Global sea levels could rise by more than two metres this century and force almost 200 million people to move to higher ground, unless governments rein in greenhouse gas emissions, scientists say.
“A sea level rise of this magnitude would clearly have profound consequences for humanity,” according to the authors, led by Jonathan Bamber of Bristol University.
There are gigantic – and growing – uncertainties about rising seas, partly because of what some scientists call the ‘unknown unknowns’ about how ice sheets in Antarctica and Greenland will react to warming this century.
The new study polls scientists’ opinions of what could happen if the world keeps jacking up greenhouse gas emissions from cars, factories and power plants, despite repeated pledges by governments to cut back under the 2015 Paris Agreement.
“We find that a global total sea level rise exceeding 2 metres by 2100 lies within the 90% uncertainty bounds for a high emission scenario,” they write.
“This could result in land loss of 1.79 million square kms, including critical regions of food production, and displacement of up to 187 million people,” they add.
That area at risk of getting swamped is the size of Mexico or Indonesia. Entire island nations in the Pacific or Indian Oceans could be lost.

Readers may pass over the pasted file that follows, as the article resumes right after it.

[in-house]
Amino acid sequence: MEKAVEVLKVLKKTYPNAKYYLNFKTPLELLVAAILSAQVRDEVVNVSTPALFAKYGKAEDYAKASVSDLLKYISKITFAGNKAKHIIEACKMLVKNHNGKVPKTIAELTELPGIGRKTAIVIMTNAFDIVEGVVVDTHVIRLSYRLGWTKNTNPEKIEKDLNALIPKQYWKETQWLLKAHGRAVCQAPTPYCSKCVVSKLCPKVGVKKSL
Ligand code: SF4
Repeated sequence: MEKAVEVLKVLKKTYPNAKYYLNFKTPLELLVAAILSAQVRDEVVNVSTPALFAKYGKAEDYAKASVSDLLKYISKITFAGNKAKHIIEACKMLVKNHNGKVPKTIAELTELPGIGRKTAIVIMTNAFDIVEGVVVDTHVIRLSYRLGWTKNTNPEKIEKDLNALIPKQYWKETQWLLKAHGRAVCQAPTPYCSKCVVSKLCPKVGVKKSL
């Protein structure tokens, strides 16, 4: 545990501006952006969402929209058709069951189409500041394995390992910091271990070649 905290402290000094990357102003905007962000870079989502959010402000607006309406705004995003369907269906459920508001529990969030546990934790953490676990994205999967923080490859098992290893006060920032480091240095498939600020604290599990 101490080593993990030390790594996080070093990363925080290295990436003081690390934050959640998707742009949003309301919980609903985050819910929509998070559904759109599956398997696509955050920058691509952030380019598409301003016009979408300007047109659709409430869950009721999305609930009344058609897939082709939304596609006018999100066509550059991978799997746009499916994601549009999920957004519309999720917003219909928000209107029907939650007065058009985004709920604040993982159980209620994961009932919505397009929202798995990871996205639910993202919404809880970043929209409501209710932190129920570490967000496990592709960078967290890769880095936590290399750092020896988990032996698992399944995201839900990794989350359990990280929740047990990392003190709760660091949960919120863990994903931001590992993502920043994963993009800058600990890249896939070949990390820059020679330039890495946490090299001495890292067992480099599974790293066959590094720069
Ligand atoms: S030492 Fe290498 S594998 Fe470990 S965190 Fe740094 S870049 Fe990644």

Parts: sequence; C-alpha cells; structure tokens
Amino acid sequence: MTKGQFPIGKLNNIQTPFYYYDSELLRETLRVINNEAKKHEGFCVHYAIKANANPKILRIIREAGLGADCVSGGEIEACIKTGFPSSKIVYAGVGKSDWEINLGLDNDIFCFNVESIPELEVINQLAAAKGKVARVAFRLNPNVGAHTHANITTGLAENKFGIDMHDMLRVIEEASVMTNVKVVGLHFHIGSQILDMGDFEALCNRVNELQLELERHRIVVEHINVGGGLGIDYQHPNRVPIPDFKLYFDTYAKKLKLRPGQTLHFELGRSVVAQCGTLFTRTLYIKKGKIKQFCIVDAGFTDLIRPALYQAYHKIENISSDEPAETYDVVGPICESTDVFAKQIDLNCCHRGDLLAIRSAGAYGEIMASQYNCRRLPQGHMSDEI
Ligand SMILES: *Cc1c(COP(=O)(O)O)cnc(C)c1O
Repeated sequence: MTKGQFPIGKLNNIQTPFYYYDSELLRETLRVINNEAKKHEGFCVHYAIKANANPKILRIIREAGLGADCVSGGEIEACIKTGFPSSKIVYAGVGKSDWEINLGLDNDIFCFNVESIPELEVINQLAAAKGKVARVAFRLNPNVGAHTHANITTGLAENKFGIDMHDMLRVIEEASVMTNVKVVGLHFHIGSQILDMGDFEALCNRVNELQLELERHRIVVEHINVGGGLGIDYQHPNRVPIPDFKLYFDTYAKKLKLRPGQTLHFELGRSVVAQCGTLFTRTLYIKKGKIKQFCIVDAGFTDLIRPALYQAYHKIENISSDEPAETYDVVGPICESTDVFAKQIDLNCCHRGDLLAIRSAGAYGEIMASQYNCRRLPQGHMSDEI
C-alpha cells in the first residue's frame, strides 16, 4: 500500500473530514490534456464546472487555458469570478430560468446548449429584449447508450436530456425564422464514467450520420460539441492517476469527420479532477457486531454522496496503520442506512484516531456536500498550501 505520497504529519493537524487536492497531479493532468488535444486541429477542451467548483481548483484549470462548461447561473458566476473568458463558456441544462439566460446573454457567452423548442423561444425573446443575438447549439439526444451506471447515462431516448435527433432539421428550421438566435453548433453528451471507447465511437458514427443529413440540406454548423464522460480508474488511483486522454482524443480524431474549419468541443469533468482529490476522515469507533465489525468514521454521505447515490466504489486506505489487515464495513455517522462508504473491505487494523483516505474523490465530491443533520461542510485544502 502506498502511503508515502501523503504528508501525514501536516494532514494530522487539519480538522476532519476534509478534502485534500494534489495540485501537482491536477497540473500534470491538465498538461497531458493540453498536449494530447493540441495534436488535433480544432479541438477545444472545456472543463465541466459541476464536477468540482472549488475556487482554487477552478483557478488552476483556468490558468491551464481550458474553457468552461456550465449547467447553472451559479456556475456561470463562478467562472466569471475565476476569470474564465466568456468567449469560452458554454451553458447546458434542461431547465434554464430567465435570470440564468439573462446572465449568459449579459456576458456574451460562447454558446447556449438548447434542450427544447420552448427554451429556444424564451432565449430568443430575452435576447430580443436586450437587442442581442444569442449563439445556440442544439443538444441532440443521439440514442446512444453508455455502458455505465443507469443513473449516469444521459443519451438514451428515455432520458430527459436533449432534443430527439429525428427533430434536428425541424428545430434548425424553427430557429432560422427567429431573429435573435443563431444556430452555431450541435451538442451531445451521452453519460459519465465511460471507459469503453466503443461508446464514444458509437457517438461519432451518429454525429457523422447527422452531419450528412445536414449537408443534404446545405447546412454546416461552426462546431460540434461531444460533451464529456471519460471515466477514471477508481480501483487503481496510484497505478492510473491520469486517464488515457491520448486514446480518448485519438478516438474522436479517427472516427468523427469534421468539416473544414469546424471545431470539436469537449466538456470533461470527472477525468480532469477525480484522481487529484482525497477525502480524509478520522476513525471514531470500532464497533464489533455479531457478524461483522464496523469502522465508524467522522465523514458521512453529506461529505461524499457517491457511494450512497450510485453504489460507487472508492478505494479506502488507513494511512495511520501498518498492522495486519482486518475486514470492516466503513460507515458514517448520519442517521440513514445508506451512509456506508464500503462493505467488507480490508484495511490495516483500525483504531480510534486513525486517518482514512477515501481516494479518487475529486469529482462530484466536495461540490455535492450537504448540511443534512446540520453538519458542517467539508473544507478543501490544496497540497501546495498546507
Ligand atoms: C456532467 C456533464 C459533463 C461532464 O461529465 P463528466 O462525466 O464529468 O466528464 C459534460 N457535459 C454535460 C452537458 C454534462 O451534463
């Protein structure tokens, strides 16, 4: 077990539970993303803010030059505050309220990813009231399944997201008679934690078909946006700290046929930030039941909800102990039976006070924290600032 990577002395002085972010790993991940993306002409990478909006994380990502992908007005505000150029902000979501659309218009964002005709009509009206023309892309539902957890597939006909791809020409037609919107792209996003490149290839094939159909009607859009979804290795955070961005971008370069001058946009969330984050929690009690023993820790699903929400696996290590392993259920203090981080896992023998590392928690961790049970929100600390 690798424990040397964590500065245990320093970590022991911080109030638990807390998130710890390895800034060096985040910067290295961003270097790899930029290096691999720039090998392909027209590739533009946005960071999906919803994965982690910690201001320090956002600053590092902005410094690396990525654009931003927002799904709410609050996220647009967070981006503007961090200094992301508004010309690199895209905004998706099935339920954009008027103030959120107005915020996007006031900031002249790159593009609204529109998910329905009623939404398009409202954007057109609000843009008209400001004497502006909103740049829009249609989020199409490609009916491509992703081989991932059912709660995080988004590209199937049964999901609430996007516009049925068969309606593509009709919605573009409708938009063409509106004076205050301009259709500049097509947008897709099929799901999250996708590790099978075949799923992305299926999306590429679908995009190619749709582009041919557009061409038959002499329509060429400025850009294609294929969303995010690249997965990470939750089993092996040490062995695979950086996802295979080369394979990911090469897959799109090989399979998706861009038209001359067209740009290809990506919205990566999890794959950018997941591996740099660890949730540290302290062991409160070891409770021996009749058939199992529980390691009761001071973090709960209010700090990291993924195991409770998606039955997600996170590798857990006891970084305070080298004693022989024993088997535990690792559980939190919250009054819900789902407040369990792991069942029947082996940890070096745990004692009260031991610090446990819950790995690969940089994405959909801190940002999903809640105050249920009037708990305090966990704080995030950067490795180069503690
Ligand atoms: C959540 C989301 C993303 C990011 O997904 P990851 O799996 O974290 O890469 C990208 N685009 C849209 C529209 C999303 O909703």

The estimates are higher than those by the U.N.’s Intergovernmental Panel on Climate Change (IPCC) in its last report in 2013 (likely between 28 and 98 cms, depending on how far governments act to cut emissions) and those in a 2018 draft of a Special Report due to be published in September this year (between 33 and 133 cms).
That 2018 draft (below, reported in Reuters “Project Greenland” last year) shows global mean sea level rise (GMSL), in centimetres:
Like almost science, there’s a bit of apples and pears about the new study and comparisons with the IPCC.
The IPCC operates within “likely” ranges, which means a two-thirds or 66.6 percent chance. The new report widens those boundaries to 90 percent, which inevitably allows more extreme projections.
And there has been speculation about higher numbers before.
In 2016, former NASA scientist and climate guru James Hansen wrote that the pace of sea level rise could be multi-metres if the worst case of a doubling from current rates around 3 mm a year. “Doubling times (in the rate of sea level rise) of 10, 20 or 40 years yield multi-meter sea level rise in about 50, 100 or 200 years,” he wrote.
The new study is intriguing partly because it is so candid that scientists are flummoxed. “Expert uncertainty has grown, in particular because of uncertain ice dynamic effects,” it says.
Among the new uncertainties are whether vast unstable cliffs of ice could form at the end of glaciers in Antarctica, and rapidly collapse, if ice shelves floating around Antarctica break up and allow ice inland to slide faster towards the ocean.
But what should sensible coastal planners do when there are so many uncertainties? Plan, and try and find investments, for 2 metres of sea level rise?